I love it. First, Israel’s right-wing prime minister, Benjamin Netanyahu, calls for a snap election. Many observers are viewing this as a referendum on war with Iran. Then, terrorists blow up the Iran-Turkey pipeline, a major 1-million-barrel-a-day supplier to Europe. Next, we learn that U.S. troops have been dispatched to our ally, Jordan, to prevent the Syrian civil war from spilling over there. Is this a prelude to an American invasion?
It was all enough to prompt a nearly $7 rally in west Texas intermediate oil in recent days. My response to all of this? SELL! That’s why I bought the United States Oil Fund (USO) December $32.50-$35 bear put spread at $1.03 this morning.
Ben Bernanke has committed to buying $40 billion-a-month of mortgage-backed securities as part of QE3, he has not promised to buy a single barrel of oil. This is bad for oil.
That means Texas Tea has to take the full brunt of collapsing demand caused by economies in Europe, China, and Japan that are in free-fall. There are no bailouts here. On top of that, Saudi Arabia wants to whip some discipline into its fellow OPEC members.
It does this by permitting its own production to surge, dropping prices, and inflicting pain on recalcitrant cartel members, especially Iran. Around $80 a barrel is thought to be a price they would be happy with, some $14 a barrel lower than today’s price.
The failure of oil to pierce the 50-day moving average to the upside on the charts is thought to be particularly significant, reversing an uptrend that has been in place all week.
On top of all this is the never ending threat of a Strategic Petroleum Release by the administration that would cause prices to immediately gap down. It is safe to say that energy is not Obama’s favorite industry. He is essentially sailing “Buy those $100 calls on oil at your peril, because I will render them worthless.” That is what he did will his jawboning campaign in the spring when crude threatened $107. Substantially tougher margin trading requirements for many commodities by the main exchanges quickly followed.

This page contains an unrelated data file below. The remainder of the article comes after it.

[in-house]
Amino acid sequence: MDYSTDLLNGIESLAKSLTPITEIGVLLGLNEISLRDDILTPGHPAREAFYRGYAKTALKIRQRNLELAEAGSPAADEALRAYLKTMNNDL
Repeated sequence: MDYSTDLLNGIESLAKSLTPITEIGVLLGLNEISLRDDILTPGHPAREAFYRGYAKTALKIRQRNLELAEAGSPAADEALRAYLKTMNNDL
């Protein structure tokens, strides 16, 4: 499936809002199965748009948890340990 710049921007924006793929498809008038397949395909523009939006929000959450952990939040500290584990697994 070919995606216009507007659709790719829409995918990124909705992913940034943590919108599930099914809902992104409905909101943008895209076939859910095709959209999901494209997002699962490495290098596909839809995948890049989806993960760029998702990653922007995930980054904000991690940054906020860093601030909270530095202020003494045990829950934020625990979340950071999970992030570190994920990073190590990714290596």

The final argument is that in the wake of QE3, there is a sudden death of “RISK OFF” positions to trade against. Oil is almost one of the only ones out there. So an oil short will partially hedge out downside risk in the substantial “RISK ON” positions we have built up in (GLD), (AAPL), (SLV) and (GOOG).
The extra turbocharger on this trade is that the hedge fund community is still hugely long oil, betting on an attack on Iran by Israel that never came. As we move into yearend, the pressure on them to dump their losers will be overwhelming.
My friends in Israeli intelligence told me just yesterday that their country would take no military action until next summer at the earliest, preferring to wait and see if U.S.-led economic sanctions against Iran work or not. Far-and-away the best thing for Israel to do here is nothing. That means you want to short every geopolitical event coming out of the Middle East for the foreseeable future by selling oil.